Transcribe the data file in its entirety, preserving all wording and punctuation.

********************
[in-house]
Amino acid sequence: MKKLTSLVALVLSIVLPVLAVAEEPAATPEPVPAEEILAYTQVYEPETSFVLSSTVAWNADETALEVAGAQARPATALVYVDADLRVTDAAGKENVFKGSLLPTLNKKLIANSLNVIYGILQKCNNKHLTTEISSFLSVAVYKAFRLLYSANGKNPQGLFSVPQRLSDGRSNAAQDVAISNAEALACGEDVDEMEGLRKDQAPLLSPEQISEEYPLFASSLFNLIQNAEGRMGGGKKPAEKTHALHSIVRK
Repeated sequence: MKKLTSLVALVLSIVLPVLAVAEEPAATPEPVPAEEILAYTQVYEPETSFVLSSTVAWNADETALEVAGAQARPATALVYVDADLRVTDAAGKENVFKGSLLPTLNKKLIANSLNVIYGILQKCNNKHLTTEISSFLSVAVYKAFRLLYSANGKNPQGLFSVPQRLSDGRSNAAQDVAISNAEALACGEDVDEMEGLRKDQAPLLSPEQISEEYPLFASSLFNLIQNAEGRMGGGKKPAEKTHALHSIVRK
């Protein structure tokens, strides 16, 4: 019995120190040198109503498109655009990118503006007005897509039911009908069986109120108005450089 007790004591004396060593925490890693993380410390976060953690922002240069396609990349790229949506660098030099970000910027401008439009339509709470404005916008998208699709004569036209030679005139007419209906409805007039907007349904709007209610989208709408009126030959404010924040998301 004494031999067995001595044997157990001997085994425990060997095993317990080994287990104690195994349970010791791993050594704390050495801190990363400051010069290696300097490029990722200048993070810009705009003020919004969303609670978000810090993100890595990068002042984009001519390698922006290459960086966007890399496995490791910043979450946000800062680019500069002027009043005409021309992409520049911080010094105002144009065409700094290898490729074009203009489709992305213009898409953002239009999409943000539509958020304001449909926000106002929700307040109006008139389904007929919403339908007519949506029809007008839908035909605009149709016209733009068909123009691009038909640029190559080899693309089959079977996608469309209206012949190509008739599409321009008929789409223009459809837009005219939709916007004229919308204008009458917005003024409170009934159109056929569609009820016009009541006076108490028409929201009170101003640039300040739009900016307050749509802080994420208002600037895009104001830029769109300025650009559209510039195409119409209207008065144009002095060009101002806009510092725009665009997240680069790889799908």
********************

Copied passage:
[in-house]
Amino acid sequence: MKKLTSLVALVLSIVLPVLAVAEEPAATPEPVPAEEILAYTQVYEPETSFVLSSTVAWNADETALEVAGAQARPATALVYVDADLRVTDAAGKENVFKGSLLPTLNKKLIANSLNVIYGILQKCNNKHLTTEISSFLSVAVYKAFRLLYSANGKNPQGLFSVPQRLSDGRSNAAQDVAISNAEALACGEDVDEMEGLRKDQAPLLSPEQISEEYPLFASSLFNLIQNAEGRMGGGKKPAEKTHALHSIVRK
Repeated sequence: MKKLTSLVALVLSIVLPVLAVAEEPAATPEPVPAEEILAYTQVYEPETSFVLSSTVAWNADETALEVAGAQARPATALVYVDADLRVTDAAGKENVFKGSLLPTLNKKLIANSLNVIYGILQKCNNKHLTTEISSFLSVAVYKAFRLLYSANGKNPQGLFSVPQRLSDGRSNAAQDVAISNAEALACGEDVDEMEGLRKDQAPLLSPEQISEEYPLFASSLFNLIQNAEGRMGGGKKPAEKTHALHSIVRK
């Protein structure tokens, strides 16, 4: 019995120190040198109503498109655009990118503006007005897509039911009908069986109120108005450089 007790004591004396060593925490890693993380410390976060953690922002240069396609990349790229949506660098030099970000910027401008439009339509709470404005916008998208699709004569036209030679005139007419209906409805007039907007349904709007209610989208709408009126030959404010924040998301 004494031999067995001595044997157990001997085994425990060997095993317990080994287990104690195994349970010791791993050594704390050495801190990363400051010069290696300097490029990722200048993070810009705009003020919004969303609670978000810090993100890595990068002042984009001519390698922006290459960086966007890399496995490791910043979450946000800062680019500069002027009043005409021309992409520049911080010094105002144009065409700094290898490729074009203009489709992305213009898409953002239009999409943000539509958020304001449909926000106002929700307040109006008139389904007929919403339908007519949506029809007008839908035909605009149709016209733009068909123009691009038909640029190559080899693309089959079977996608469309209206012949190509008739599409321009008929789409223009459809837009005219939709916007004229919308204008009458917005003024409170009934159109056929569609009820016009009541006076108490028409929201009170101003640039300040739009900016307050749509802080994420208002600037895009104001830029769109300025650009559209510039195409119409209207008065144009002095060009101002806009510092725009665009997240680069790889799908």